Accumulating evidence points to cancer potential. Exercise caution with this substance, explore your exposure routes and consider complete avoidance. See further details under Toxins.
Known to effect development of fetus.
Metabolic Interference or Disruption
Interferes with human metabolism. This can be a very serious thing. Some of these interference mechanics are well established. However, often long term effects and health consequences remain largely unknown. Additionally an emerging area of concern and one that is not currently studied, is the combined synergistic effects these metabolically disrupting chemicals have on human health.
Metabolic interference happens when the substance produces highly reactive and often damaging intermediates during detoxification or when the substance binds to specific enzymes, important structural groups on molecules, receptors and membranes or targets DNA or mimics key nutrients.
Toxic to specific organs
Can damage liver, kidney, lungs, heart or gut. Ironically liver, kidneys and gut are the main detoxifications systems.
Toxic to Wildlife
May kill plants, fish, birds or other animals and insects or may be very toxic to aquatic life with long lasting effects. This then effects delicate environmental ecology and food supply in ways we don't fully understand yet.
Soluble in Water
This substance easily dissolves in water. As such it can be easily transported via waterways. Not really a nastiness attribute, but this feature helps rapidly spread other nastiness attributes this substance may have.
Volatile - Evaporates easily
This substance easily enters the air we breath. Not really a nastiness attribute, but this feature helps rapidly spread other nastiness attributes this substance may have.
These attributes are ONLY based on peer-reviewed evidence. See link to Data Sources below. Everyone benefits from knowing this stuff. Please Share.
- CATEGORIES: Chemical used in hydraulic fracturing fluids | Synthetic Toxin | Industrial/Workplace Toxin | EAFUS (Everything Added to Food in the United States) | PESTICIDE active ingredient | Bactericide | Inert Pesticide Ingredient USA - Non Food Use Only | Pesticide approved in USA (California) | Pesticide approved or pending approval in EU | A Hazardous Substance that may be found in the Australian Workplace
- SUBSTANCE LINEAGE: Inorganic Compounds | Mixed Metal/Non-metal Compounds | Alkali Metal Oxoanionic Compounds | Alkali metal hypochlorites | Alkali metal hypochlorites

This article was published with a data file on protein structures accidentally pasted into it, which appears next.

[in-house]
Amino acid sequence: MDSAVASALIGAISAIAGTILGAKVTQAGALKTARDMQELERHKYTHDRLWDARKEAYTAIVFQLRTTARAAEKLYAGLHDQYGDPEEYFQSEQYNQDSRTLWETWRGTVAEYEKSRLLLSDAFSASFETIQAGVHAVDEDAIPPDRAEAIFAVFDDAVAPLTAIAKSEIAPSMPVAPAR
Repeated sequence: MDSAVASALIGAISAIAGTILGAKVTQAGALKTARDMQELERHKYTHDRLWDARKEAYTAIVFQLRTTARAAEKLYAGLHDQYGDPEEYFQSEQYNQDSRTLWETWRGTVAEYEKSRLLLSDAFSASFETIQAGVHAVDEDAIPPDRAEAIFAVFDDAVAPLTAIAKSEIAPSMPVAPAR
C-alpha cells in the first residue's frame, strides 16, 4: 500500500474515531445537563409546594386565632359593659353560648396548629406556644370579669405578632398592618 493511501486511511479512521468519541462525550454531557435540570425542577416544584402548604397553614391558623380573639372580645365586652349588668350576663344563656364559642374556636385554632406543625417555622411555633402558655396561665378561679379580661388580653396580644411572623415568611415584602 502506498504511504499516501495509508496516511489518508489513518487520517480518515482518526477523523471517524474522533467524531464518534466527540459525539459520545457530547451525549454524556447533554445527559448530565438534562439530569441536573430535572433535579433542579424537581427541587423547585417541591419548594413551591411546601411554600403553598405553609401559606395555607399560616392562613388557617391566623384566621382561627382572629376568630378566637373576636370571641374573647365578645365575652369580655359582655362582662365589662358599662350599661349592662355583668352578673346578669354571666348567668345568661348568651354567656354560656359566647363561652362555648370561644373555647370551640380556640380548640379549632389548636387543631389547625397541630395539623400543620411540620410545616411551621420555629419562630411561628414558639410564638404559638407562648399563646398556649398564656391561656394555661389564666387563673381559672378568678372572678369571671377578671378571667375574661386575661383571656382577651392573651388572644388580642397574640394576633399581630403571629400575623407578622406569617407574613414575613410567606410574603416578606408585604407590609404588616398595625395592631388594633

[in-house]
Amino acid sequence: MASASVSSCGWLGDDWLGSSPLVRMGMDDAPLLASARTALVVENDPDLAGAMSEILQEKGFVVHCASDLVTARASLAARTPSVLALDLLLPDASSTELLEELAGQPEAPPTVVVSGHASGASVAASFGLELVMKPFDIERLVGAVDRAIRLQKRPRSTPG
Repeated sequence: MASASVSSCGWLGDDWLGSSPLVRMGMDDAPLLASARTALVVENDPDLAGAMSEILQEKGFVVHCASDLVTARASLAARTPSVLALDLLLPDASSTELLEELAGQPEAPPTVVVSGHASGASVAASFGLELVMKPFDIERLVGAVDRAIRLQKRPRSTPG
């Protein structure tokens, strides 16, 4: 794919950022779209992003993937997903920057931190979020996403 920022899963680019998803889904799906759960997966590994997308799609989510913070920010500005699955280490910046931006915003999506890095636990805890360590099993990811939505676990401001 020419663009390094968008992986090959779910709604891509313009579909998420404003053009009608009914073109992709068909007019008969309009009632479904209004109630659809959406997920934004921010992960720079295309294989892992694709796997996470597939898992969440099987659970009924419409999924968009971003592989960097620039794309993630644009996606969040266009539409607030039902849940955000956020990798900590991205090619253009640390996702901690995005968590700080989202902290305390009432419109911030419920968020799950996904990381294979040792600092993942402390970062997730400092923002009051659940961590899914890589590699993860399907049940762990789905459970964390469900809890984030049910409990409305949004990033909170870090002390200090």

- SYNONYMS: Hypochlorite sodium | Hypochlorous acid | sodium salt | NaClO | NaOCl | Sodium oxychloride
- DESCRIPTION: Has been used in CSG, Hydraulic Fracturing Operations (Fracking) as - Unknown | Sodium Hypochlorite is the sodium salt of hypochlorous acid. When dissolved in water it is commonly known as bleach or liquid bleach, and is frequently used as a disinfectant or a bleaching agent. Household bleach is, typically a solution containing 3-8% sodium hypochlorite and 0.01-0.05% sodium hydroxide. The sodium hydroxide is used to slow the decomposition of sodium hypochlorite into sodium chloride and sodium chlorate. In household form, sodium hypochlorite is used for removal of stains from laundry. It is particularly effective on cotton fiber, which stains easily but bleaches well. Most sodium hyphchlorite is sold in aqueous solutions of varying concentrations.
From Safe Work Australia and the Hazardous Substances Information System (HSIS) in Australia:
Causes severe skin burns and eye damage. Very toxic to aquatic life. | Environmental Hazard | A Hazardous Substance that may be found in the Australian Workplace. Check with your employer or health and safety officer. Stay informed and become aware of the dangers that surround you. This chemical is included on the list of recognised hazardous chemicals from the Safe Work Australia - Hazardous Substances Information System (HSIS) that is based on the Globally Harmonised System of Classification and Labelling of Chemicals (GHS)
Work Health and Safety (WHS) Regulations are the basis for hazardous chemicals regulations in Commonwealth, State and Territory jurisdictions in Australia. Under the model WHS Regulations, manufacturers and importers of substances, mixtures and articles supplied for use in workplaces are required to determine whether they are hazardous to health and safety before supply. The model WHS Regulations mandate that the hazards of a chemical as determined by the Globally Harmonised System of Classification and Labelling of Chemicals (GHS) must be included in safety data sheets and on labels. There are transitional arrangements in place for moving to the GHS-based system.